Low interest rates, government instability, flat bank stocks and threatened changes to franking credits have led to SMSF’s starting to look at chasing the higher returns of crypto-currency.
So, is cryptocurrency a bubble waiting to burst or is it the future?
Is Crypto a currency?
The ATO has released several papers on crypto-currency and has confirm that cryptocurrency is in fact not a currency. Cryptocurrencies such as Bitcoin (BTC) are not treated in the eyes of the ATO as money or foreign currency but as capital gain assets – therefore – going forward we will call them crypto-assets.
So what is crypto-assets?
A Crypto-assetsis similar to traditional money in that they can be used to pay for goods and services. However, they don’t exist in the same physical form as money in your pocket, they are decentralised digital currencies. Meaning they have no underlying asset nor any countries government to regulate or support the value.
A Crypto-asset is a digital token created using an encrypted string of data blocks, a blockchain. The blockchain is a decentralised database that tracks ownership of each “currency” unit and holds a history of all transactions.
A digital wallet holds the Crypto-assets. The wallet usually stores a private key, used for spending and a public key used for receiving. The wallet also records of all incoming and outgoing transactions.
A digital wallet should have strong controls surrounding its use, and the accessibility. This is no different to other asset classes, and the SMSF should take the appropriate steps and engage reputable providers & professionals to ensure their wallet and their investment is secure.
SMSF Compliance Requirements
The Superannuation Industry (Supervision) Act (SIS) does not prohibit a SMSF investing in crypto-assets – provided all the other investment prohibitions are complied with.
Investment Strategy & Trust Deed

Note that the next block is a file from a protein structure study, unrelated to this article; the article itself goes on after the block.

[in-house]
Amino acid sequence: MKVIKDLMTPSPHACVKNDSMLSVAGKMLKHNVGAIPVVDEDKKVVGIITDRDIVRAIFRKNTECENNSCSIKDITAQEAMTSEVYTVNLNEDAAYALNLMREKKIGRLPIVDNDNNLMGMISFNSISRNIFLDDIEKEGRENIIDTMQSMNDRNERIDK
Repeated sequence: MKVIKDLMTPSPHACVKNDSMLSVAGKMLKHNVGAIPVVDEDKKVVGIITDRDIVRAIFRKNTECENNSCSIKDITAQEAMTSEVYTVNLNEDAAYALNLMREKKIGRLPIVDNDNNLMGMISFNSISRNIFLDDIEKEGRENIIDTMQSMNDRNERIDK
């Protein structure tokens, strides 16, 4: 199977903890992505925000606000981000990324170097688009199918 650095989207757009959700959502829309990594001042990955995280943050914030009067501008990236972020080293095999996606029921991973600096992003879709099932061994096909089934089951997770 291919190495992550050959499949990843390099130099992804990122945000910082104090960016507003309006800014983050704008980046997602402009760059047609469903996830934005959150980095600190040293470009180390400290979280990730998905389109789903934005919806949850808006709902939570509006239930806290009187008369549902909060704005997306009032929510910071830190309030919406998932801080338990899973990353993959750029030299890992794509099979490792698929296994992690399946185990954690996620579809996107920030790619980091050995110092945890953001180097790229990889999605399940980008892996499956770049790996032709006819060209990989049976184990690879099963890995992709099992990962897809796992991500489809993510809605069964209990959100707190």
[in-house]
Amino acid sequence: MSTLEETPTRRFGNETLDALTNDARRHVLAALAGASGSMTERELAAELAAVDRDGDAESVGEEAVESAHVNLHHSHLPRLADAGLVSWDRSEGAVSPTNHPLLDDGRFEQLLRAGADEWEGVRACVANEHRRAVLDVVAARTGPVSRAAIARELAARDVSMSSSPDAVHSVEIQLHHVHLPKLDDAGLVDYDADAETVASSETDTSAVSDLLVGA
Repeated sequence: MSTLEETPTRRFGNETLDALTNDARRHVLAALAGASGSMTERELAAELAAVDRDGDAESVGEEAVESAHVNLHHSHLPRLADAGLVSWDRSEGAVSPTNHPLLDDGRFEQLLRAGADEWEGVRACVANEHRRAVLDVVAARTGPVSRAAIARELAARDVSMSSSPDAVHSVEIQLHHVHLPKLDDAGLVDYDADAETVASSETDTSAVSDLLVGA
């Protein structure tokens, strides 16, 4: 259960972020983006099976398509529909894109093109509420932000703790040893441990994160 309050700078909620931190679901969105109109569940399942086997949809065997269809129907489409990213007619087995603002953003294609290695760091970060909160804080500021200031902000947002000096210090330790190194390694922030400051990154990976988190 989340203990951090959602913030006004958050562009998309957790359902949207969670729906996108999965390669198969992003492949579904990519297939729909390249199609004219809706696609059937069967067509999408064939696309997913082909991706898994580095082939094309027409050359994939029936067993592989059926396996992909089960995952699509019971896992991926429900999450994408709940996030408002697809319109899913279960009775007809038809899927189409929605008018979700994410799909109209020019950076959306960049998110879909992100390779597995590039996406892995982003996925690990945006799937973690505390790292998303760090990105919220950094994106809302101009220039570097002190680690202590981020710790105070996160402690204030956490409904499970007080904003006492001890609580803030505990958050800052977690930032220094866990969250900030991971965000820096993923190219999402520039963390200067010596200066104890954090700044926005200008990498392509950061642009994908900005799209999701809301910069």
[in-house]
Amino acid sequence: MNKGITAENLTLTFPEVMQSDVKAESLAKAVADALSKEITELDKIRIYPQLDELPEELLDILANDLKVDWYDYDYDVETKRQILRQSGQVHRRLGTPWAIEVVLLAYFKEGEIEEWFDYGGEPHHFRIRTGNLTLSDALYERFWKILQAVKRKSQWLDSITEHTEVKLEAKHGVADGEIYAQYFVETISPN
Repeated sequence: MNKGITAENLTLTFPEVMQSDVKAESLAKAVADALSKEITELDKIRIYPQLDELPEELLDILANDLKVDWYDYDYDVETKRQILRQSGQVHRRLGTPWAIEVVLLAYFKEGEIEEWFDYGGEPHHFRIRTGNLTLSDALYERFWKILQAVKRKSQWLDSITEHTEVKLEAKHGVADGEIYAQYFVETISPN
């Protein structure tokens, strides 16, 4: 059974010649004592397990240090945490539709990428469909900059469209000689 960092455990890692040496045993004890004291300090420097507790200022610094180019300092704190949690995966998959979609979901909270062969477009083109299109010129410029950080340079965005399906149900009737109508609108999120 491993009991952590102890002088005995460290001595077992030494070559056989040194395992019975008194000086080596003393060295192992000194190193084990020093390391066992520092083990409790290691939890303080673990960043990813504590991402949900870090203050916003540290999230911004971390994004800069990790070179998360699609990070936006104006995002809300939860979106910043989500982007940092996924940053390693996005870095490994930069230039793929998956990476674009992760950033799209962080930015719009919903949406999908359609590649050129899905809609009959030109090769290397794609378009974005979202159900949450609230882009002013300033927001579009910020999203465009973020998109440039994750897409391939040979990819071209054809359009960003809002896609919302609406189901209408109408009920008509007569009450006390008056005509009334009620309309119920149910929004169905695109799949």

Before investing in crypto-assets, the SMSF needs to review and as required, update their fund’s investment strategy to ensure the crypto-asset investment is permitted.
The SMSF also need to ensure that the SMSF’s deed allows investments in crypto-assets and update as required.
All assets of a SMSF must be held solely for the purpose of providing retirement benefits to members. The members cannot obtain any financial benefit personally when making crypto-asset investment decisions and arrangements.
SMSFs are prohibited from acquiring assets from related parties, with limited exceptions. Crypto-assets do not meet any of these exceptions and therefore cannot be acquired from a related party or in specie contributed.
Ability to transfer
On the death of a member, their retirement assets are transferred to their beneficiaries. This usually involves dealing with traditional institutions and supplying wills and death certificates.
However, with crypto-assets there is no institution only a wallet and a password. Therefore, the SMSF should document the precautions that have been put in place to securely pass on the wallet details to other trustees or beneficiaries in the event of death. As alternatively any investment will be lost as the wallet cannot be accessed.